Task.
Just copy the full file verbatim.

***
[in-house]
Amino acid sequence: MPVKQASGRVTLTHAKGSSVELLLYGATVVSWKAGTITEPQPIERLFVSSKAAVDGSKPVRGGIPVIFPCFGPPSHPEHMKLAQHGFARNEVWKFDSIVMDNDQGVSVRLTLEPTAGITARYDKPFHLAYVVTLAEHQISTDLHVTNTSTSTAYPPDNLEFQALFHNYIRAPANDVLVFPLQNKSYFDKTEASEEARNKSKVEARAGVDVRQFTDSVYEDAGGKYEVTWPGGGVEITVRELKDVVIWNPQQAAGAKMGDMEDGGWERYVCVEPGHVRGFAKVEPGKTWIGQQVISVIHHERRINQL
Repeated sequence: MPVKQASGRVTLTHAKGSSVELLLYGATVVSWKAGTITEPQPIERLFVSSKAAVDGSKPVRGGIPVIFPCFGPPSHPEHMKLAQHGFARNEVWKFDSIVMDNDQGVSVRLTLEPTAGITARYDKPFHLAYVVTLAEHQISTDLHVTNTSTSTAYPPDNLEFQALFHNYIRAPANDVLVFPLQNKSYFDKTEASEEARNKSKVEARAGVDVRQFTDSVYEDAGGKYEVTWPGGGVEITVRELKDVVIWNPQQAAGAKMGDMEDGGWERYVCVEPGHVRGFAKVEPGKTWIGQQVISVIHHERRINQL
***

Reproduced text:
[in-house]
Amino acid sequence: MPVKQASGRVTLTHAKGSSVELLLYGATVVSWKAGTITEPQPIERLFVSSKAAVDGSKPVRGGIPVIFPCFGPPSHPEHMKLAQHGFARNEVWKFDSIVMDNDQGVSVRLTLEPTAGITARYDKPFHLAYVVTLAEHQISTDLHVTNTSTSTAYPPDNLEFQALFHNYIRAPANDVLVFPLQNKSYFDKTEASEEARNKSKVEARAGVDVRQFTDSVYEDAGGKYEVTWPGGGVEITVRELKDVVIWNPQQAAGAKMGDMEDGGWERYVCVEPGHVRGFAKVEPGKTWIGQQVISVIHHERRINQL
Repeated sequence: MPVKQASGRVTLTHAKGSSVELLLYGATVVSWKAGTITEPQPIERLFVSSKAAVDGSKPVRGGIPVIFPCFGPPSHPEHMKLAQHGFARNEVWKFDSIVMDNDQGVSVRLTLEPTAGITARYDKPFHLAYVVTLAEHQISTDLHVTNTSTSTAYPPDNLEFQALFHNYIRAPANDVLVFPLQNKSYFDKTEASEEARNKSKVEARAGVDVRQFTDSVYEDAGGKYEVTWPGGGVEITVRELKDVVIWNPQQAAGAKMGDMEDGGWERYVCVEPGHVRGFAKVEPGKTWIGQQVISVIHHERRINQL